Litter abatement grant being used to clean up the county

Boyle County’s roadside litter problem is being cleaned up thanks to the state funded litter abatement grant and extra manpower provided by the county jail.

Angie Muncy, director of solid waste management said, “As the weather cooperates we are doing our best to get out and get this issue under control. COVID-19 has taken a toll on some of our programs and unfortunately, this has been one of them.”

“Having that been said, it is unfortunate that litter even has to be a problem.”

Litter abatement is a yearly grant available to every county in Kentucky, Muncy said. The amount of money granted to a county is based on population and road miles. Boyle receives about $30,000 annually in litter abatement, she added.

To date, Maple Avenue, Ky. 52, Airport Road, Ky. 34, and Alum Springs Road have been cleared, and they are just getting started on litter clean up on Old Stanford Road, Muncy said.

Barry Harmon with two inmates from the Boyle County Detention Center have been cleaning up some spots, and two employees of the solid waste department have been working as well, she said.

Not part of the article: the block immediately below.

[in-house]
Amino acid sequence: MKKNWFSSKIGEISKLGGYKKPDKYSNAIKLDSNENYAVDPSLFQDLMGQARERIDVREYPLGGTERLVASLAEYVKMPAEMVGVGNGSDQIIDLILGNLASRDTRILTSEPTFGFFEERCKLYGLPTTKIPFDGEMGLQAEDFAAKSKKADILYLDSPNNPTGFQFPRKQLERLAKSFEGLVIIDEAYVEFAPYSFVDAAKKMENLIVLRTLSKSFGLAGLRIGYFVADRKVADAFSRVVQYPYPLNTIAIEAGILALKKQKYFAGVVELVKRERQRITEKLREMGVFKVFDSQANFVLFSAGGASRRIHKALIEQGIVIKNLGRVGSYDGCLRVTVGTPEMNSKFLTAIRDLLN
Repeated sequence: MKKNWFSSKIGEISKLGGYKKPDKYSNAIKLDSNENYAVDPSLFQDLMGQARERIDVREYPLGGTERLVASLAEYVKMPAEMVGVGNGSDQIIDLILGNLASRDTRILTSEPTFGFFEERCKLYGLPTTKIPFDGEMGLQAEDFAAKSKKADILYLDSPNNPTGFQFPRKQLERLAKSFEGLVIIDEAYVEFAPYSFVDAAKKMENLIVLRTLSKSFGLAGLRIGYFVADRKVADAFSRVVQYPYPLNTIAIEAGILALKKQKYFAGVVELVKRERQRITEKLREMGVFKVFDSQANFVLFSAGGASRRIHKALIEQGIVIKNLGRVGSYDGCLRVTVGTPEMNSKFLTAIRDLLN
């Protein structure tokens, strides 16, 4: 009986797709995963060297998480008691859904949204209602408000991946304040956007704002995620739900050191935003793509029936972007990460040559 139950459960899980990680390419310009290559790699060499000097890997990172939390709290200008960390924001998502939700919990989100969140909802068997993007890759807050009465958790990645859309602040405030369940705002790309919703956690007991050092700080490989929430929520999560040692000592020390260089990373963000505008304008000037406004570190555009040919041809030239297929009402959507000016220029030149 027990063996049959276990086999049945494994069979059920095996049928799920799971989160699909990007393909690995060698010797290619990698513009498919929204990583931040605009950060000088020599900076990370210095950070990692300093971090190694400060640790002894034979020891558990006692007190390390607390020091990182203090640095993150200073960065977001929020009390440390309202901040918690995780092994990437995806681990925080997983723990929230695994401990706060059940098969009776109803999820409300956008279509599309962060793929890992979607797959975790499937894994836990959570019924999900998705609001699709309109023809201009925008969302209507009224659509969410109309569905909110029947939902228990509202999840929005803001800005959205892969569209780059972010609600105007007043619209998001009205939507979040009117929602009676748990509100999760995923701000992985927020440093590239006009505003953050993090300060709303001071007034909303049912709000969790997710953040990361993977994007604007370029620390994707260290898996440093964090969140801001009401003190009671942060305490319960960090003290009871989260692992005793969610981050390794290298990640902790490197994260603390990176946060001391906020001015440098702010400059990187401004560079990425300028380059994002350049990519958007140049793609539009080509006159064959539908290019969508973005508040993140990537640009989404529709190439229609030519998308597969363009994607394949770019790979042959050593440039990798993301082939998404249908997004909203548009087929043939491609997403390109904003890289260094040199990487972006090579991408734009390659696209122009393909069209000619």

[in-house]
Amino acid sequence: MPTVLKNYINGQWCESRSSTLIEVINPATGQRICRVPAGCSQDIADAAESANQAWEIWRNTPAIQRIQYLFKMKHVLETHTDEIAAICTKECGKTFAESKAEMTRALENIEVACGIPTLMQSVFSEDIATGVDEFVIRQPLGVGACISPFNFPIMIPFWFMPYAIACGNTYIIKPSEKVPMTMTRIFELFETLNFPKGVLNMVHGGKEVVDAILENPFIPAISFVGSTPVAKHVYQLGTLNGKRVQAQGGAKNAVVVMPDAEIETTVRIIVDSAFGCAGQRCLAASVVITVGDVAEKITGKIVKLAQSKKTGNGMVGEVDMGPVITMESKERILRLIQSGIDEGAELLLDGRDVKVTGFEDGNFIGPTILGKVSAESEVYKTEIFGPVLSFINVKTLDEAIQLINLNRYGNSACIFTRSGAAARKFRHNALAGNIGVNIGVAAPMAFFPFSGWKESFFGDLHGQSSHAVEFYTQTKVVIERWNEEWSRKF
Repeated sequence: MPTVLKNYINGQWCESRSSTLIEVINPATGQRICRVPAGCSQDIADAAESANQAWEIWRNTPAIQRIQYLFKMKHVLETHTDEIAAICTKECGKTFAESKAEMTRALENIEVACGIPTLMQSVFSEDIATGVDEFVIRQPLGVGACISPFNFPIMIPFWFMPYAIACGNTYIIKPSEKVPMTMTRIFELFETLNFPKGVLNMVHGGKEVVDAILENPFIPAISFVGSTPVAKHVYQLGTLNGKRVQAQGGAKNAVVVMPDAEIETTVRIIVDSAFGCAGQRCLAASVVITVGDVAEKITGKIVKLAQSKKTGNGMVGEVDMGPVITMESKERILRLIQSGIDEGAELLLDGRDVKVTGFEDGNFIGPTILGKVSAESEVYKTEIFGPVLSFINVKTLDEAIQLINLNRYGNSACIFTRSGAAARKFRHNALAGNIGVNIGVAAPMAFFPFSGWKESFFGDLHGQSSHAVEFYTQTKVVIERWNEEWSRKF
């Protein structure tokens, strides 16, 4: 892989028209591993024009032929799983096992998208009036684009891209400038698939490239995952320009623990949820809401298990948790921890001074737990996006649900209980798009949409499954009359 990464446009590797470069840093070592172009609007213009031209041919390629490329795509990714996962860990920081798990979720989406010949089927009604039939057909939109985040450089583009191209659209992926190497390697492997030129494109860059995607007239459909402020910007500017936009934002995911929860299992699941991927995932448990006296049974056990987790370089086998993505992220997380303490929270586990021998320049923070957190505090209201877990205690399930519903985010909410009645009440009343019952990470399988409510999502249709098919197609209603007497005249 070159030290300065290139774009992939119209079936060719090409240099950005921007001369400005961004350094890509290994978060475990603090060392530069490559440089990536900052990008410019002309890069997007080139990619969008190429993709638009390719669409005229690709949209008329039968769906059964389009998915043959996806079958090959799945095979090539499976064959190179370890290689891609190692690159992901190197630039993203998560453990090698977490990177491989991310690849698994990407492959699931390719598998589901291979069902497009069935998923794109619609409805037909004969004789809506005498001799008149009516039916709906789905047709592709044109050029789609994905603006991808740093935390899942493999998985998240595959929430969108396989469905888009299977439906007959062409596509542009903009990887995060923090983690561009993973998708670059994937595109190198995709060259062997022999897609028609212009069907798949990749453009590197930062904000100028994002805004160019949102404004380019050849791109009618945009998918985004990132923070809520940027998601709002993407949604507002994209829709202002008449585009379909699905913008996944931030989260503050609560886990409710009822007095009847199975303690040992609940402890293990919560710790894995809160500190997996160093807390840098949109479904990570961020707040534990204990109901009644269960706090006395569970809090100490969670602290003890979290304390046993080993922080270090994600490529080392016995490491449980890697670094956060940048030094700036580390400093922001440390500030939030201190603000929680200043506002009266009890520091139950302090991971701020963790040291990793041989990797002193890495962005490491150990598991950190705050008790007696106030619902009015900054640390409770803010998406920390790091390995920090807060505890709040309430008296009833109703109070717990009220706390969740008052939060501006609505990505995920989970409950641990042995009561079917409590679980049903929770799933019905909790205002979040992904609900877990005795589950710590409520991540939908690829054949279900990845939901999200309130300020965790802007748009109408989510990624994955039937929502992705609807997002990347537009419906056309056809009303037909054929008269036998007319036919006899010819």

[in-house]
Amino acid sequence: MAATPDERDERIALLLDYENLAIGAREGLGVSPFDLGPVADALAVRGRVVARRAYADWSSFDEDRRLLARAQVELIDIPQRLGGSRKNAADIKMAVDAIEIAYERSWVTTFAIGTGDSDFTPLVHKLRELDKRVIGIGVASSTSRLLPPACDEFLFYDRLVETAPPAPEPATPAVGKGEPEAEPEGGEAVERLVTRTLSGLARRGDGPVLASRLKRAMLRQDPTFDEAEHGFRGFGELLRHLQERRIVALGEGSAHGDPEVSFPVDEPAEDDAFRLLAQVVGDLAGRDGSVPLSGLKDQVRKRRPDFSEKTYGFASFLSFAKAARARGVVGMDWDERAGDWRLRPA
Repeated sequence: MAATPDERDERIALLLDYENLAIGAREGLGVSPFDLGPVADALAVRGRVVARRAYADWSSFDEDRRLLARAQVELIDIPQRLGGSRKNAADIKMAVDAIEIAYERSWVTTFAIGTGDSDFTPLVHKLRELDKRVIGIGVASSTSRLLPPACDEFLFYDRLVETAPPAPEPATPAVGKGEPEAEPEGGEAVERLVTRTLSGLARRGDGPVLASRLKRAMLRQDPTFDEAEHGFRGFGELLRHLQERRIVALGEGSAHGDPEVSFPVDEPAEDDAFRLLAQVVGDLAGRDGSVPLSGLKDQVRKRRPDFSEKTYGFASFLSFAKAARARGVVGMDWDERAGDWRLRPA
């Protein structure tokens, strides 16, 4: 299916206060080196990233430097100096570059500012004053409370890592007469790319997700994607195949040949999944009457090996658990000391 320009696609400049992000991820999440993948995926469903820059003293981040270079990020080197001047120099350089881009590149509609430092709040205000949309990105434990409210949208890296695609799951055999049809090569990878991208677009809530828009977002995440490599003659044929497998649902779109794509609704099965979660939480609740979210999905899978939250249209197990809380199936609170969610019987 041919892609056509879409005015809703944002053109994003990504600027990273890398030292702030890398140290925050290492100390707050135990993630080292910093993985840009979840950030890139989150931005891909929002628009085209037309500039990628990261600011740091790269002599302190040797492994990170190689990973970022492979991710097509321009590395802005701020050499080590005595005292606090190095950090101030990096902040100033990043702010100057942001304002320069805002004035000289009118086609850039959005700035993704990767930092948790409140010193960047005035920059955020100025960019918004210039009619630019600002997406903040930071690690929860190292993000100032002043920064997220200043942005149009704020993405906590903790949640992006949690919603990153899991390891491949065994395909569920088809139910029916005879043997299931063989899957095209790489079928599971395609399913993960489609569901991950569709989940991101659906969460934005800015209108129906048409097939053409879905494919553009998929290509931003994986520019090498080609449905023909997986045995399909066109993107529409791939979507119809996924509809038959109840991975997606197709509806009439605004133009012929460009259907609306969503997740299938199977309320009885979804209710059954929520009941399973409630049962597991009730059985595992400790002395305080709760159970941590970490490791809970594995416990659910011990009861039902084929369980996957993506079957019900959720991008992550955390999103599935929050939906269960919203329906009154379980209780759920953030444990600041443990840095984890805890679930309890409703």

The litter abatement grant is used to cover “direct expenses” associated with public road and city street cleanup efforts including staff time, supplies, and other expenditures related to litter clean up. The grant is also used for education which focuses on litter prevention, she said.

Since mid-January, they have collected about 180 bags of litter from 30 miles of roads in the county, Muncy said. “There were 16 bags picked up just in front of the airport.”

Several residents have contacted Muncy’s office about where litter is a problem. “All I can tell them is that we will get to it as soon as we can. … We get more demands than thank you’s. But we are doing the best we can under the circumstances.”

She added, “The worst comment I have heard is that some people actually think that it is great that inmates pick up litter. They think they are saving taxpayer money! First of all, we as taxpayers, are paying for the inmates. Secondly, our tax money is paying for litter control and pickup.”

Muncy said about $4.5 million of taxpayer money is spent on litter control in Kentucky. “Imagine what else that money could be used for.”